Dolphins: hit by bird flu in UK, hassled in Hawaii

Dolphin infected with avian flu found in Pembrokeshire (Mat Westfield)
Dolphin infected with avian flu found in Pembrokeshire (Mat Westfield)

Two dolphins and a porpoise found dead on the English and Welsh coasts in February are now thought to have been among the first cetaceans in the world to be infected with avian flu.

The body of an adult female short-beaked common dolphin was discovered on Pembrokeshire’s Newgale beach on 19 February. Tests have shown that although she had died of other causes she was infected with the virulent H5N1 strain of avian influenza.

Also read: When do ‘magical’ big-animal encounters turn intrusive?

Another dolphin found a few days later in Devon was similarly infected, and a dead harbour porpoise washed up in East Yorkshire also tested positive for the virus, though in neither case was it the cause of death. It is thought that the cetaceans contracted the disease by eating infected wild birds, but investigators want to determine whether the virus has mutated, and how much of a threat it poses.

The discoveries underline the importance of reporting cases of stranded marine animals so that post mortem examinations can be carried out on them. The UK Cetacean Strandings Investigation Programme (CSIP) collects data, and anyone finding a dead or injured marine mammal is asked not to touch it but to call it in as soon as possible.

Dead-animal strandings can be reported to CSIP on 0800 652 0333 (in Scotland the number is 07979 245893).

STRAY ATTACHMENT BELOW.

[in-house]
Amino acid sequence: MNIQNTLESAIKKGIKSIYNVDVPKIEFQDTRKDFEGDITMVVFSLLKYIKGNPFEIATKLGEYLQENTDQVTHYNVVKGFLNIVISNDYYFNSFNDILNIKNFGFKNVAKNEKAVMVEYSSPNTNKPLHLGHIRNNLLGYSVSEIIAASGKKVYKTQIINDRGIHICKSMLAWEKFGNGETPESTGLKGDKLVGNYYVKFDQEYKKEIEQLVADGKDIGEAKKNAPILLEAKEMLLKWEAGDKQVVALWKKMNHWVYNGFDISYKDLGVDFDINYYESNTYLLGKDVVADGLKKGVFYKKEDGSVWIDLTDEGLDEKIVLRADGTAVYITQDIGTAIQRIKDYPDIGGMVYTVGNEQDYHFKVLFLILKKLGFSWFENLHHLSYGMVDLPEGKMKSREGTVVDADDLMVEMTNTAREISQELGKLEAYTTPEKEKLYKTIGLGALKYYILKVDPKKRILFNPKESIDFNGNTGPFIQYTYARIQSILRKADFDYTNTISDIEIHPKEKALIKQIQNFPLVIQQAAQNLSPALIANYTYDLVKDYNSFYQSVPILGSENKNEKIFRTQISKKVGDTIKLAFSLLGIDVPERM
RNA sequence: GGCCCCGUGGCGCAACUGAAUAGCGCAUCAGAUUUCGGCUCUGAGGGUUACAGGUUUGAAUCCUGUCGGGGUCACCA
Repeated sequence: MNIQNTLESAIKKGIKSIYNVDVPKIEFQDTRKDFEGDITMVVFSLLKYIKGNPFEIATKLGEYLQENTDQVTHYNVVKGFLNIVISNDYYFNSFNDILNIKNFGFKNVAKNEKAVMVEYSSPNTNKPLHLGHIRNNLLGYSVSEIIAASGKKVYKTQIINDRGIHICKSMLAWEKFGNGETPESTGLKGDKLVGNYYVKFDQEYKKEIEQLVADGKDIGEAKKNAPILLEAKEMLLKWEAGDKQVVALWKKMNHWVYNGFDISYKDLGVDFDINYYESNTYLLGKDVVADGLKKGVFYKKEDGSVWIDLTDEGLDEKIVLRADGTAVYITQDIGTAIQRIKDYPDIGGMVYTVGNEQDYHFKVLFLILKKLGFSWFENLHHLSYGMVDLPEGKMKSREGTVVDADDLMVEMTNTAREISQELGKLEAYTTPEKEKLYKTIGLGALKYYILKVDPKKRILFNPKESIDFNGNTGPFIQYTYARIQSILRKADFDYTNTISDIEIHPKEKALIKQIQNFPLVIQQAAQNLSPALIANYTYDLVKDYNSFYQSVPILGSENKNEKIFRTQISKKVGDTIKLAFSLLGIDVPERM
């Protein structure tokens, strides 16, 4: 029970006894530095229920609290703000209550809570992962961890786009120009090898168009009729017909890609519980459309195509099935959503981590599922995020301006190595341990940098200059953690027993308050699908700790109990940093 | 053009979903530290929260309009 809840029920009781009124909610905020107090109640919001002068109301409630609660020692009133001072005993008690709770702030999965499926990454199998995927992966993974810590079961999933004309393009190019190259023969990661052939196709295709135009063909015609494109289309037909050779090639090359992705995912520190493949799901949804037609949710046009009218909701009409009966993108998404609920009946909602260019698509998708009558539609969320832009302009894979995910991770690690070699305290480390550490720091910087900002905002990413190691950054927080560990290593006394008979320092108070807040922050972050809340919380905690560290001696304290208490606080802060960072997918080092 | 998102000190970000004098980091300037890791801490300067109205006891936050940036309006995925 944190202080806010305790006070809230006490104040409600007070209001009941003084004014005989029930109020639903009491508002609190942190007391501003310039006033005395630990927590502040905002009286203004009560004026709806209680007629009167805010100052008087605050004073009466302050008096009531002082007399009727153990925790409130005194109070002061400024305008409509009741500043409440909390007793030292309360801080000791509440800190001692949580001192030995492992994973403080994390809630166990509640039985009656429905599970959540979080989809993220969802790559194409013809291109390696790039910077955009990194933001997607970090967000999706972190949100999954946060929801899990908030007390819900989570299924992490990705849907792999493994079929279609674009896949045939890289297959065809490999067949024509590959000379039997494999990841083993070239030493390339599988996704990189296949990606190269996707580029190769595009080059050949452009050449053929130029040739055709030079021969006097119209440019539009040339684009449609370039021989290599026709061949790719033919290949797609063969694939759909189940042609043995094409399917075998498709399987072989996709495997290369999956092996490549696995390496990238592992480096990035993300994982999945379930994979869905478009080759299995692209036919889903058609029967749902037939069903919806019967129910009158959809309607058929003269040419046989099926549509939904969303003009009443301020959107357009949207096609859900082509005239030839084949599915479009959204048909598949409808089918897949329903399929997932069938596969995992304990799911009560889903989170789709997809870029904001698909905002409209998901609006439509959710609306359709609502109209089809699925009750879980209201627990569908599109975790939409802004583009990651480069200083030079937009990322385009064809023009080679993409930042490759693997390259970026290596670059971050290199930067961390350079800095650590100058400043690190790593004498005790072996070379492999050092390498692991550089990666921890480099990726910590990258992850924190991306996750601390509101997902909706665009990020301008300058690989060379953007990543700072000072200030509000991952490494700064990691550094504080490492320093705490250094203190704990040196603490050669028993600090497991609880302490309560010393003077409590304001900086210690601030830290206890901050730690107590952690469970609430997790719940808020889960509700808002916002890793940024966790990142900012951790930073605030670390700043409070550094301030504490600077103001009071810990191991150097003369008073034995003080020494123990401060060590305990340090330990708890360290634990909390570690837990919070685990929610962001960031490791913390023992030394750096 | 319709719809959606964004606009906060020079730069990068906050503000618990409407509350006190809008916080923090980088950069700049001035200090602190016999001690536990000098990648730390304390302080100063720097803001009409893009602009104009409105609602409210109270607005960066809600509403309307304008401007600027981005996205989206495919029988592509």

The Animal & Plant Health Agency says that more than 20 dead mammals, also including seals, otters and foxes, have tested positive for bird flu around the UK so far this year.

Dolphin chasers

Chasing dolphins in Hawaii
Dolphin-chasing in Hawaii

Meanwhile in Hawaii a group of 33 swimmers have been referred to federal authorities for harassing spinner dolphins by the Pacific islands’ Division of Conservation & Resources Enforcement (DOCARE) and the NOAA Office of Law Enforcement.  

Officers of the Department of Land & Natural Resources (DLNR) patrolling Honaunau Bay on Hawaii island on 26 March reported finding the swimmers pursuing a pod of dolphins. 

Drone video and photographs were released to show the group “aggressively pursuing, corralling and harassing the pod”. After being informed while in the water that they were contravening laws designed to protect marine mammals, the swimmers were met on land by DLNR officers, who are authorised to enforce federal laws such as the Marine Mammal Protection Act.

Officers round up swimmers caught harassing a pod of dolphins
Officers round up swimmers caught harassing a pod of dolphins

Earlier this month a similar joint investigation was launched into 65-year-old Hawaiian snorkeller David Jimenez. DLNR officers reported that the self-styled ‘Dolphin Dave’had been repeatedly harassing a humpback whale and a pod of dolphins in Kealakekua Bay while videoing his behaviour for social media. He is set to answer charges in Kona District Court on 11 May.

Also on Divernet: Dolphins Raise Voices Against Human Din, Dolphins For Avatar: What Was JC Thinking?Malta Park Blames Divers For Dolphin DeathsDolphins Guard Russian Warships Against DiversWhy Today Is World Dolphin Day



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1 month ago

Very informative re bird flu. As a volunteer for RSPB we often get calls about seals etc washed up and we let the authorities know . A new thing into the equation!!

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